CHAPTER VI. HENRY VIII (ii), 1509-32 - BIRTH OF THE REFORMATION
[The Reformation in England]
Down to a comparatively recent date, the popularly accepted accounts of the Reformation in England treated it as a spontaneous outburst of the deep religious spirit pervading the mass of the people; a passionate repudiation of the errors of Rome, born of the secret study of the Bible in defiance of persecution, and of repulsion from the iniquities of the monastic system. Then there arose a picturesque historian, who recognised in Henry VIII. and Thomas Cromwell the men who created the Reformation; and having once imagined them as the captains of a great and righteous cause, succeeded in interpreting all their actions on the basis of postulating their single- eyed devotion to reform as their ever-dominant motive. A view so difficult to reconcile with some other stereotyped impressions has invited criticism; and it is not unusual now to be told that the changes effected by the Reformation were small, except in so far as the Church was robbed by the destruction of the monasteries.
[Its true character]
As a matter of fact the change which took place was very great and very far-reaching for the nation, though it is easy to exaggerate the deviations from Roman doctrine imposed by it on the clergy of the Anglican Communion. But the movement was one in which many factors were at work. Moralists, theologians, and politicians, all had their share in it; some who were prominent promoters of it in one phase were its no less active antagonists in another; and not infrequently were guided by purely personal ambitions and interests throughout. In its essence however the Reformation was a revolt against conventions which had lost the justification of the conditions that had brought them into being, and had become fetters upon intellectual and spiritual progress instead of aids to its advancement. Each group of reformers was ready enough to impose on the world a new set of conventions of its own manufacture, but no group succeeded in dominating the aggregate of groups; and thus in the long run toleration became the only working policy, though its practice was by no means what the Reformers had set before themselves. After long years, religious liberty was the outcome of their work; but few indeed were the martyrs whose blood was consciously shed in that great cause. The men who died rather than submit their own convictions to the dictation of others were for the most part ready, when opportunity offered, to sit in judgment on those who would not accept their own dictation.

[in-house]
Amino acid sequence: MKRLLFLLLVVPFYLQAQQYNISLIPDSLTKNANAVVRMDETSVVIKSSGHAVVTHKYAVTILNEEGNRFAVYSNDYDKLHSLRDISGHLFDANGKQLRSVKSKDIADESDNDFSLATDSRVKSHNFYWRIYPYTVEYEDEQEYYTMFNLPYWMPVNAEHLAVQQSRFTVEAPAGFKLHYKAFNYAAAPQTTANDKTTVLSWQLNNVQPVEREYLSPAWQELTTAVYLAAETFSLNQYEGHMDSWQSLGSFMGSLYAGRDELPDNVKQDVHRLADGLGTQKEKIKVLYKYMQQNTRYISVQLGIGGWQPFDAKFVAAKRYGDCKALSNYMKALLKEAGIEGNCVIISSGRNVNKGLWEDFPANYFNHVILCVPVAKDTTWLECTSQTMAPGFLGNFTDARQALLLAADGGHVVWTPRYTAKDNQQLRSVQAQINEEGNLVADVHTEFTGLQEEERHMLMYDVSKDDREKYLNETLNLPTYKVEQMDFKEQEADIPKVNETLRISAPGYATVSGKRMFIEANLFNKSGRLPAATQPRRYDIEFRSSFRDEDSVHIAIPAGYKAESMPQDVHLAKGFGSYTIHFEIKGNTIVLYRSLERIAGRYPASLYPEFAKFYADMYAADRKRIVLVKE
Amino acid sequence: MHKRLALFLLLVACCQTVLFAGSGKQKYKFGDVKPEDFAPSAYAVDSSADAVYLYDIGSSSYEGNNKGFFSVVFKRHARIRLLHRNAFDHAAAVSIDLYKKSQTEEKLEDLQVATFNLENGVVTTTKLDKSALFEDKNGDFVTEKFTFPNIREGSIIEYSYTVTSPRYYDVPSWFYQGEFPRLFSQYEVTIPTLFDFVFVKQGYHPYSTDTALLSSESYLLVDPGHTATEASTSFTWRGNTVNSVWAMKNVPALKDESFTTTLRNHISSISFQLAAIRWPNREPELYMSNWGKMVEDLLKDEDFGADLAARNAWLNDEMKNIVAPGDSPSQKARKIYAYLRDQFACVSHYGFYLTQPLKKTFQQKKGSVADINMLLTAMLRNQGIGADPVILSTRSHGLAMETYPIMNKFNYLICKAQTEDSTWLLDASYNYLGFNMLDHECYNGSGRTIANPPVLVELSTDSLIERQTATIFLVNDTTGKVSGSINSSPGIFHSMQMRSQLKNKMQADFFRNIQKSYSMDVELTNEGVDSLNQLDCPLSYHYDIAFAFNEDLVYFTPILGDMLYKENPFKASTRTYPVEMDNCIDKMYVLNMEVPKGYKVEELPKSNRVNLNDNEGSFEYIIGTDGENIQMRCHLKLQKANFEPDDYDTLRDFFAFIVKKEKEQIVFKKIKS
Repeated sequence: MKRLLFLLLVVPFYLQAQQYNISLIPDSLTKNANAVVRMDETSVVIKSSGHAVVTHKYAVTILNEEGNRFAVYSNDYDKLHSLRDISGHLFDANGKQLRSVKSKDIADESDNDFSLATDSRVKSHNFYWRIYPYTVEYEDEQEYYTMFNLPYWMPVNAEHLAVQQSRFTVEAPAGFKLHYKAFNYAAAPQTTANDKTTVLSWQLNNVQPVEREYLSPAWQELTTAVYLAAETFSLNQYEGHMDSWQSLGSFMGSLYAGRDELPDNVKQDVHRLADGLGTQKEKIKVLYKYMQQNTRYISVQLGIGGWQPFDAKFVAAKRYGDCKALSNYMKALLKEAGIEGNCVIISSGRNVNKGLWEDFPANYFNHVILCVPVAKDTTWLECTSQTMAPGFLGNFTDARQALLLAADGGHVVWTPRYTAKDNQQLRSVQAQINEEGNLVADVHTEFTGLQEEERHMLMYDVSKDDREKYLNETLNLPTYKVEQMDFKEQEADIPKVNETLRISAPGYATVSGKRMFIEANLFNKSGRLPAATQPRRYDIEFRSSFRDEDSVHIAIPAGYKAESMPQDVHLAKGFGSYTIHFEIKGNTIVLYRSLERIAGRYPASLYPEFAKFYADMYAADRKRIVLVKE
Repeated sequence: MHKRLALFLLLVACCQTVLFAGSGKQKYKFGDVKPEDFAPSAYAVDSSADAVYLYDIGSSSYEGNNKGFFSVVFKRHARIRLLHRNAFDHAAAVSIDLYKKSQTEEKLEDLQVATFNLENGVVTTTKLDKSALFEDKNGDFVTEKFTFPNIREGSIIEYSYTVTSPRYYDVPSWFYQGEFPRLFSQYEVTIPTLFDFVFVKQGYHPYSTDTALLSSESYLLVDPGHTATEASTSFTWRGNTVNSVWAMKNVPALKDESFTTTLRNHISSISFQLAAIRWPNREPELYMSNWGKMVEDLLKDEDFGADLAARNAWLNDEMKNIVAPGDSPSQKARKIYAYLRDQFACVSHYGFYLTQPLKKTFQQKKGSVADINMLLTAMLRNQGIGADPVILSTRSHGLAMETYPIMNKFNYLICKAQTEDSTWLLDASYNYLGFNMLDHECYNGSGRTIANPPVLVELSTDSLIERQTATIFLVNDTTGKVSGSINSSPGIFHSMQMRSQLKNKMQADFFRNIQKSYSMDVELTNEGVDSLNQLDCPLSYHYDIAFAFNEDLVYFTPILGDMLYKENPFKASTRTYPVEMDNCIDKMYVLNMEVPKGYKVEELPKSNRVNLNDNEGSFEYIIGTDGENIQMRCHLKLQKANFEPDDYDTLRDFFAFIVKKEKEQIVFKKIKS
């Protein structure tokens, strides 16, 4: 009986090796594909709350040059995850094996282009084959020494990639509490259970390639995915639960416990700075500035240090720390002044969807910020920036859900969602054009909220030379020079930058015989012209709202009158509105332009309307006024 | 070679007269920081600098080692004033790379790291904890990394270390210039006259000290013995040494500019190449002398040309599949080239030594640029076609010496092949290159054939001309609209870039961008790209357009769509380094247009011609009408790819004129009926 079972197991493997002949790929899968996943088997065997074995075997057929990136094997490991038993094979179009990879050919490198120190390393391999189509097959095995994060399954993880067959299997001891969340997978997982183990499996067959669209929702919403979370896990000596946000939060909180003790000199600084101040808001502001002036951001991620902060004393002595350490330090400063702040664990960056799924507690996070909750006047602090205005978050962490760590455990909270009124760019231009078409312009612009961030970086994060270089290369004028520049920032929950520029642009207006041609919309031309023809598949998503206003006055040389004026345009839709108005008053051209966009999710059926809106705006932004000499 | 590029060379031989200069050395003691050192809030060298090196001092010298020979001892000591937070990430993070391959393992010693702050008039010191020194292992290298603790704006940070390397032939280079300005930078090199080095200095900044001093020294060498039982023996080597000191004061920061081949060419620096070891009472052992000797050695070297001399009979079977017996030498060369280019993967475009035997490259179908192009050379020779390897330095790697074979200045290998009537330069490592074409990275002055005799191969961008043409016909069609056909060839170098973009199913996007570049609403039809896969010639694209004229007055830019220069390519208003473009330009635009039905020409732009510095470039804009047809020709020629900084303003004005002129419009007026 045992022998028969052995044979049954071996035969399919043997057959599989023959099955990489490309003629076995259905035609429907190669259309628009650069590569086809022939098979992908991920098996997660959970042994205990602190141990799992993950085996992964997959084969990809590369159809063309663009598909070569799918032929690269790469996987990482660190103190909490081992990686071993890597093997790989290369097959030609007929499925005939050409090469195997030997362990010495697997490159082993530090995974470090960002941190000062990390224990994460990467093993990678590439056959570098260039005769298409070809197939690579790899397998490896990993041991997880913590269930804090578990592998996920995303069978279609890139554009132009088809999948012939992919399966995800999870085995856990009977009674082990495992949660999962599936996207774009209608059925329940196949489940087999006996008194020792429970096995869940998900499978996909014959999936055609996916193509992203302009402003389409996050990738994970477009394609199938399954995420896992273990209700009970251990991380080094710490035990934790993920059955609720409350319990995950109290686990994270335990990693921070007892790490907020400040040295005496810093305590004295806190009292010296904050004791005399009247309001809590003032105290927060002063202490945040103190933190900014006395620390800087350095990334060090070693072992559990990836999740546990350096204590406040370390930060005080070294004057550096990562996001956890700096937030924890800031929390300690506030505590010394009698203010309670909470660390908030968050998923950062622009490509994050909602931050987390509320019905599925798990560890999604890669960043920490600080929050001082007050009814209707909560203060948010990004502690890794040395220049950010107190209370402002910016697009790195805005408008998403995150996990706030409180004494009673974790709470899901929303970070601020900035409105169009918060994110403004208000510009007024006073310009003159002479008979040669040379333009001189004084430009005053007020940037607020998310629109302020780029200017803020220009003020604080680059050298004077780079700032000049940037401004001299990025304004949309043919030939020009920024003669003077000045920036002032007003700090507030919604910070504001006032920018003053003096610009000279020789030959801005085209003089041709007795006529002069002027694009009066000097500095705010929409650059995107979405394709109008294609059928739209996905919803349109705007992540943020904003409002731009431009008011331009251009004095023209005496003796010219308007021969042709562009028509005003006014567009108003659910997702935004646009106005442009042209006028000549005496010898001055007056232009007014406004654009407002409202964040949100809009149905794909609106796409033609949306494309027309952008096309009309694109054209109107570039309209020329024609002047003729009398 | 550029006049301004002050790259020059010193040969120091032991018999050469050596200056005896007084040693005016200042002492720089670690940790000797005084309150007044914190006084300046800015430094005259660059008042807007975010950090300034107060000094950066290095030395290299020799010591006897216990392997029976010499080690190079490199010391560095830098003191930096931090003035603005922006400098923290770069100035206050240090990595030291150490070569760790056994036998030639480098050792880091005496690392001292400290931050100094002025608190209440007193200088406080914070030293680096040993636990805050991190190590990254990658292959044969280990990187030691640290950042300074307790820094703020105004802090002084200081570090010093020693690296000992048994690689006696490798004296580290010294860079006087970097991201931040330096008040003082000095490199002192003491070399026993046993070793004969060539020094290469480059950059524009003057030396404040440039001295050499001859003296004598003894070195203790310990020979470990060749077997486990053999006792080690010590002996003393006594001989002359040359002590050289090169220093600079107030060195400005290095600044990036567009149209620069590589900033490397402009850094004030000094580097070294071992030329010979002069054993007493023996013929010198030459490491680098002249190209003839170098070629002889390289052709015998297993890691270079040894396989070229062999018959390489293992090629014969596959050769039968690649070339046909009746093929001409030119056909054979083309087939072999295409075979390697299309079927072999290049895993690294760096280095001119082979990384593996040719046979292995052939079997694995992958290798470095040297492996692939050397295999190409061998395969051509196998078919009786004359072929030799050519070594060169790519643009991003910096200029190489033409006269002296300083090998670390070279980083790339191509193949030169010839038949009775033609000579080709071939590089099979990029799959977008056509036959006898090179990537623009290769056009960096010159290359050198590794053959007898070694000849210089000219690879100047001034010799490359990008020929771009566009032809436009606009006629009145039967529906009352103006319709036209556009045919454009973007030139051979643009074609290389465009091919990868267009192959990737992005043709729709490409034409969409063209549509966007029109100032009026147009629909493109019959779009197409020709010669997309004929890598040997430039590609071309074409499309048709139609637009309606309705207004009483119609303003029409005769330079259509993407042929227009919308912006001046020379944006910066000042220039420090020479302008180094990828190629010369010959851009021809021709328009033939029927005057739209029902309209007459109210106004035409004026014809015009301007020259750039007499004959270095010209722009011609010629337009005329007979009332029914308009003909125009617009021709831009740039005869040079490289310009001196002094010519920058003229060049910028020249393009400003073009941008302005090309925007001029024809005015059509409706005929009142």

The prevailing conditions of the Church at the dawn of the Reformation were exceedingly corrupt, with the corruption of worn out institutions; but they appeared to be part of the necessary order of things. Hitherto, occasional heretics had arisen, but (superficially at least) they had been suppressed without serious difficulty. The State, in England and elsewhere, had entered upon conflicts with the priesthood; secular monarchs had even challenged the authority of the Pope; but such quarrels had ended in compromises formal or practical. Moral reforming movements like that of St. Francis had arisen within the Church herself; they had not been antagonistic to her, and they had thriven and decayed without producing revolutionary results. Clerical abuses had been for centuries the objects of satire, but the satirists rarely had any inclination for the role of revolutionaries or martyrs. The recent revival of learning had developed a scepticism which was however habitually accompanied by a decent profession of orthodoxy. That there was prevalent unrest had long been obvious; that there was risk of disturbing developments was not unrecognised; but that these things were the prelude to a vast revolution had been realised neither by Churchmen, Statesmen, nor literati.
It did not appear, then, that the revolt of Wiclif in England and of Huss in Europe was about to be renewed: though they had in fact prepared the soil to receive the new seed. Lollardry had been driven beneath the surface. Still, so far at least as it represented anti-clericalism rather than a theological system, its secret disciples were accorded a considerable measure of popular sympathy; though it numbered few professors among the cultivated classes, it had semi-adherents even among the wealthier burgesses of London; it was active enough to cause some alarm to Convocation, and to excite reactionary bishops. But it was not in this quarter primarily that any notable movement seemed likely to arise. The demand for Reformation during the first quarter of the century was formulated by scholars who were not heretics - Dean Colet of St. Paul's; Thomas More; the cosmopolitan Erasmus, who was but a bird of passage in this country, yet one who was warmly and generously welcomed.